Originally Posted by ScumBum
Thanks for the info....
Now if limiters are are meant to catch and stop the transient , and never accentuate the transient like a compressor can , why is there a need to adjust the attack ? Shouldn't it just be set to the fastest setting there is so no transients get through ?
Good point. A lot of people just do that and get away with it. Some compressors don't even have the attack parameter (dbx 903s aka 160, Neve 2254s etc). There's a serious danger of sucking the punch out of the mix though. Most pros use compressors to CREATE transients and limiters to control them. That way you have all the punch you want while maintaining total control over it. Listen to a few Chris Lord-Alge mixes - this guy is like God in creation.
In general the terminology referring to dynamic control is the most confusing thing in pro audio theory IMO. Some say the difference between compressors and limiters is in ratio, some say in how often the unit performs gain reduction in your programme. It took me years to figure out what the hell people were talking about. For me the easiest way to look at it is:
COMPRESSORS have to do with RMS. They control your programme envelope, without touching the transients. Now how often you want this unit to engage throughout your mix totally depends on you programme and your taste. Most people have the units on low ratios working constantly in order to maintain constant control over the sustain part of the sound. Another term for this type of device is a Leveling Amplifier which to me really summs it up. A lot of classic units don't even have a ratio control but rather a 'soft knee' or 'OverEasy' response to input signal as in the more you put in not only the more GR you get, but also the higher the compression ratio becomes. But still it's all RMS.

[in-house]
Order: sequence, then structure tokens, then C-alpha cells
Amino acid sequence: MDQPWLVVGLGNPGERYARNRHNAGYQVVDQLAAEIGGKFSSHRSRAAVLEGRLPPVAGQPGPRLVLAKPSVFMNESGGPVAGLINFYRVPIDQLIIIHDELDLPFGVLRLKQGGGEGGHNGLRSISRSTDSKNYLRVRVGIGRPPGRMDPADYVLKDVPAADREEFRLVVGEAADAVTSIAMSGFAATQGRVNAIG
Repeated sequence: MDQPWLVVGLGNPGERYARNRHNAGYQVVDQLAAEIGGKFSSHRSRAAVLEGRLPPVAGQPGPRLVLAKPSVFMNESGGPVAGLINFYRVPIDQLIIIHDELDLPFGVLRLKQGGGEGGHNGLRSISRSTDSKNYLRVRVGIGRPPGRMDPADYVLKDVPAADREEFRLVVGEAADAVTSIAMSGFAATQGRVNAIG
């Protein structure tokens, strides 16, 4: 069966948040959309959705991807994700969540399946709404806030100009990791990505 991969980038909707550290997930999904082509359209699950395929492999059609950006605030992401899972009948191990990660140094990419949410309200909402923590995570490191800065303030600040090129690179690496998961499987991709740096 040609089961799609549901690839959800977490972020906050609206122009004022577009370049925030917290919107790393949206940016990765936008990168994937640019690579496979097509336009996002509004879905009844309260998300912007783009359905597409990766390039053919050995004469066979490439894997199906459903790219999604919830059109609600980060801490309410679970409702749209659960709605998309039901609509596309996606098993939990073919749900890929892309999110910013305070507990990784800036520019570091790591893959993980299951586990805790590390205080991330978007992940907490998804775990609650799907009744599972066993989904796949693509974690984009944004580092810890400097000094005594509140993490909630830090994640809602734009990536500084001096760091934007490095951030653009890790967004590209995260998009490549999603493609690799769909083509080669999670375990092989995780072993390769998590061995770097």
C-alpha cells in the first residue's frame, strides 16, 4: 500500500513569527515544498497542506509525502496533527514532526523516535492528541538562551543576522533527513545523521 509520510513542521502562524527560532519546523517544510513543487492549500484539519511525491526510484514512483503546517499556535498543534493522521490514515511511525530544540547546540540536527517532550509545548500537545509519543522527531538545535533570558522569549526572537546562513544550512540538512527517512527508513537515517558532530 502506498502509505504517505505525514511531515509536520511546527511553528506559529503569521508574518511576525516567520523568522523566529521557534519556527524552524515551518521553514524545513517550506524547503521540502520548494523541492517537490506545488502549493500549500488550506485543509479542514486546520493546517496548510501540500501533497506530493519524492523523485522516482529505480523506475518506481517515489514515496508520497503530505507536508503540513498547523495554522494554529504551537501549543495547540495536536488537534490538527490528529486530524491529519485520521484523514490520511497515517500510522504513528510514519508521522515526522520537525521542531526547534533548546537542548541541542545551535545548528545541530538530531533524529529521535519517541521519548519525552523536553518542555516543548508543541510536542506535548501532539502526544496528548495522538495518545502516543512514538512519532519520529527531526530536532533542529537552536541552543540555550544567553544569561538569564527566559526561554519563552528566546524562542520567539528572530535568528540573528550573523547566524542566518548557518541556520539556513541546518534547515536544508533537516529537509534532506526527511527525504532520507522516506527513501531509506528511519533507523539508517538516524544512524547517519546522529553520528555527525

LIMITERS perform transient compression. In order to catch transients you are likely to need a fast attack (but totally dependant on the nature of programme as in a handclap has a very fast transient whereas vocal transients are much slower for the most part). How high the ratio is is still up to you. If 3:1 is all that's needed to keep your transients in check - go with god. In most cases it isn't though, hence the stereotype of limiters having high ratios. Bottom line - limiters are for controlling transients.
More often then not you end up with both a compressor and a limiter on a given instrument troughout the recording/mixing process. But there are no rules as to how high the ratios should be or how hard the device should be working - when you reach for the tool though you should know what you wanna use it for - sustain or transients.